While after premiums are paid there are cost-sharing limits, they too are rising. For plan year 2024, CMS has set the maximum out-of-pocket responsibility at $9,400 for an individual and $18,800 for all others. Due to the proliferation of high deductible plans, depending on the drug, a patient may be required to pay the total amount of $9,400 all at once for their medication at the beginning of the year.

Proposed Changes to Standardized Options: In order to limit patient cost-sharing and improve patient affordability and accessibility to prescription drugs, we are very pleased that CMS began requiring qualified health plans in 2023 on the federal and state exchanges to offer standardized plans.  These plans utilize copays rather than co-insurance, and for many metal levels costs are pre-deductible.  While we are very supportive of this action, in some areas they fall short, and we offer suggestions on how they can be improved.

First, for some of the metal levels, the maximum allowed copay for specialty-tier drugs is prohibitively high for patients.  Co-pays of $250 to $500 will lead to beneficiaries abandoning their prescription drugs.

Secondly, for four metal levels, before beneficiaries can take advantage of copayments for drugs on the non-preferred and specialty drug tiers, they still must pay a high deductible. 

It is extremely critical that prescription drugs for as many beneficiaries as possible be outside the deductible.  Currently, beneficiaries must meet their annual deductible, which is based on the full cost of the list price  of the drug and does not consider the substantial amount of rebates insurers and PBMs receive. By including prescription drugs outside the deductible, beneficiaries will be able to better afford and access their medications, particularly at the start of each year, to remain healthy. This would be particularly helpful to beneficiaries with chronic conditions who rely on prescription drugs from one year to the next.

The proposed $7,500 deductible for the Expanded Bronze plans coupled with a $500 copay for Specialty Drugs and a $9,400 annual cost-sharing limit, or a $6,000 deductible in Standard Silver plans coupled with a $350 copay for Specialty Drugs and a $6,000 annual cost-sharing limit, would still make prescription drugs unaffordable for most patients, particularly those with chronic conditions. We strongly urge you to remove all drugs from the deductible and lower the copays for Specialty Drugs from a high of $500 to no more than $100.  As ASPE detailed in their report, “Facilitating Consumer Choice: Standardized Plans in Health Insurance Marketplaces,” several states have implemented standardized plans. Some of them are using lower copays for prescription drugs and ensuring that they are outside the deductible.

For 2024, CMS has proposed to require generic drugs to be on the generic tier or on the specialty tier, if appropriate, and the tiering must be done in a non-discriminatory basis.  Additionally, brand name drugs must be placed on either the standardized plan options’ preferred brand or non-preferred brand tiers, or specialty drug tier if there is an appropriate clinical and non-discriminatory basis.  We appreciate CMS’ recognition that some plans place lower-cost generic drugs on higher tiers, which leads to higher patient cost-sharing.  Generic drugs should, for the most part, be on the generic tier. We do not support the option that certain generics, such as those with a higher cost, be on the specialty tier. Reason would conclude that it should be on a lower tier than the brand, but other factors lead to drug tier placement.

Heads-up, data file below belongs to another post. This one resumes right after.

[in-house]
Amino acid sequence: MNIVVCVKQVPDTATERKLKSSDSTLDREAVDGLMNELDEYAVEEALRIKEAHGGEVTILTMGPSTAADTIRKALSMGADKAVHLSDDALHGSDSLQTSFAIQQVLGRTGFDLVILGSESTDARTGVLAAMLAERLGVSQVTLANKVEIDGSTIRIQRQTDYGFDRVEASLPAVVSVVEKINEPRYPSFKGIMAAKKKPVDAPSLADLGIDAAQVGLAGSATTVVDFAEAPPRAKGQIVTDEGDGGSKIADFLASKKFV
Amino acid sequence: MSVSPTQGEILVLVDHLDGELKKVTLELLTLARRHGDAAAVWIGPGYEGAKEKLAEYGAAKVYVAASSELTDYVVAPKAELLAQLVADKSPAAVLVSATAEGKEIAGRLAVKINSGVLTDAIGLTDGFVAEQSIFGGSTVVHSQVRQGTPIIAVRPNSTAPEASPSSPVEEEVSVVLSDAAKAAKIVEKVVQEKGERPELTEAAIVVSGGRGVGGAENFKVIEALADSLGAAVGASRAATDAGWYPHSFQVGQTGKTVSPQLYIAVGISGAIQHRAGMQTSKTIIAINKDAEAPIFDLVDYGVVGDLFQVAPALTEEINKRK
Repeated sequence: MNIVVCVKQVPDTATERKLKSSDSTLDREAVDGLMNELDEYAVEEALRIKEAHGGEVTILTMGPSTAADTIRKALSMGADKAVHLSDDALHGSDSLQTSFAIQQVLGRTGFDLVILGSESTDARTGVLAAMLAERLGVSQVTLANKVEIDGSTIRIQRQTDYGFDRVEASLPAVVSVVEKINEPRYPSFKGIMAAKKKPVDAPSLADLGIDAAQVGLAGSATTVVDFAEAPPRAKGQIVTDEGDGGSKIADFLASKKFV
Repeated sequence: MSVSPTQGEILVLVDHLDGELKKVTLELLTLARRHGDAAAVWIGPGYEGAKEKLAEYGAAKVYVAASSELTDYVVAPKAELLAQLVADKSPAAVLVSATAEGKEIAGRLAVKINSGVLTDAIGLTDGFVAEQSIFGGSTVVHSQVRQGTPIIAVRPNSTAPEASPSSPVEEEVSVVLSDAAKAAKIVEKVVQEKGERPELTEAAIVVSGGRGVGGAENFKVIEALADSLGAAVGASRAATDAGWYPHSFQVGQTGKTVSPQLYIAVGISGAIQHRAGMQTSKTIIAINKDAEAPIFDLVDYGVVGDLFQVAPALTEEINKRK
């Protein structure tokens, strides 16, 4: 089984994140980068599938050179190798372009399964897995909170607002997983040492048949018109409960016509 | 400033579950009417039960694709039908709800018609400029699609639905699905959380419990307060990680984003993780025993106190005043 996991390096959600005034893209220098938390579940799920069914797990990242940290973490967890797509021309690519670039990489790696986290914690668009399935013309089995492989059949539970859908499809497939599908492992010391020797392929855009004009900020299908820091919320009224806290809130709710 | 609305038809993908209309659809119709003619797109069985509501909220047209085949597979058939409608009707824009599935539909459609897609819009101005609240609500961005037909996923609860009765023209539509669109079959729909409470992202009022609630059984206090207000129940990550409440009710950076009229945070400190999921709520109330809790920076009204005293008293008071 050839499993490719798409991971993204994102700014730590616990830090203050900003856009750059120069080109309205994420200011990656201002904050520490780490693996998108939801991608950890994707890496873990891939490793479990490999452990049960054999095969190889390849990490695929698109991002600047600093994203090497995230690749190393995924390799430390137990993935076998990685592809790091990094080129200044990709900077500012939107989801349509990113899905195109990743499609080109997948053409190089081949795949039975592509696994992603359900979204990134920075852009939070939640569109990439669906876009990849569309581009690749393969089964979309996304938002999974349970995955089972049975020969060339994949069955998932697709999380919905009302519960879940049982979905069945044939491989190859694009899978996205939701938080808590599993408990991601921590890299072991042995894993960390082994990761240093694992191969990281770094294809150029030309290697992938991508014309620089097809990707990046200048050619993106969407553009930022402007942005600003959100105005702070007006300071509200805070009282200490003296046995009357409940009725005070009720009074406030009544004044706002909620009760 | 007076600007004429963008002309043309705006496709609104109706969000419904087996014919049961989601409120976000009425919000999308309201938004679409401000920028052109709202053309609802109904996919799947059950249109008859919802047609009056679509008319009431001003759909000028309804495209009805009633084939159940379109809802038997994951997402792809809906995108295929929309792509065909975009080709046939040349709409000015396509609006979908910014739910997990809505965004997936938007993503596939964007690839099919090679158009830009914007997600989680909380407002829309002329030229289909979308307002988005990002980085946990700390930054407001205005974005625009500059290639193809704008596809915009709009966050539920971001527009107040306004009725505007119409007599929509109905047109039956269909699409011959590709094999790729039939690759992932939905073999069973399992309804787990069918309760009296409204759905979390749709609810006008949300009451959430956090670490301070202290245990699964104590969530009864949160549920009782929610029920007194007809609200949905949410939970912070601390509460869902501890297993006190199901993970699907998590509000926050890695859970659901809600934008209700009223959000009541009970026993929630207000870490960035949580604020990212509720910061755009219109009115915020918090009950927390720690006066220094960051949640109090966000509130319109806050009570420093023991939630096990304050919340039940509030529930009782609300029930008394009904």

Counting Copay Assistance Towards Patient’s Out-Of-Pocket Maximums
While standardized plans can limit patient cost-sharing for prescription drugs in the exchange plans, they need to address affordability for all plans and certainly not for plans off the exchange.  As described above, many beneficiaries are still subject to potential high deductibles and high cost-sharing expressed in terms of co-insurance. In order for patients to afford their prescription drugs, they continue to rely on manufacturer copay assistance. According to IQVIA, the total amount of copay assistance reached $14 billion in 2020. Of commercially insured patients on branded medications, 14 percent used copay assistance to reduce their out-of-pocket costs in 2020.

However, more and more insurers and PBMs have instituted harmful policies that do not apply copay assistance towards beneficiaries’ out-of-pocket costs and deductibles. This violates existing regulations that define “cost-sharing” as “any expenditure required by or on behalf of an enrollee with respect to essential health benefits; such term includes deductibles, coinsurance, copayments, or similar charges, but excludes premiums, balance billing amounts for non-network providers, and spending for non-covered services” 45 CFR 155.20 (emphasis added).

This significantly increases out-of-pocket costs for patients, while allowing insurers to “double dip” and increase their revenue by receiving patient copayments twice. The 2020 Notice of Benefit and Payment Parameters (NBPP) prohibited this practice. However, the 2021 Notice of Benefit and Payment Parameters rule advanced by the previous administration walks back the 2020 rule and allows insurers to implement these policies, often referred to as “copay accumulator adjustment programs.”

Despite the urging of numerous patient groups, the proposed Notice of Benefit and Payment Parameters rule for 2024 failed to mention our request for CMS to include language that reverts to the 2020 NBPP rule requiring insurers to count copay assistance towards a patient’s annual deductible or out-of-pocket maximum, with limited exceptions. Patients rely on copay assistance to afford the drugs prescribed by their provider. There are no generics or low-cost alternative options for many patients with complex illnesses.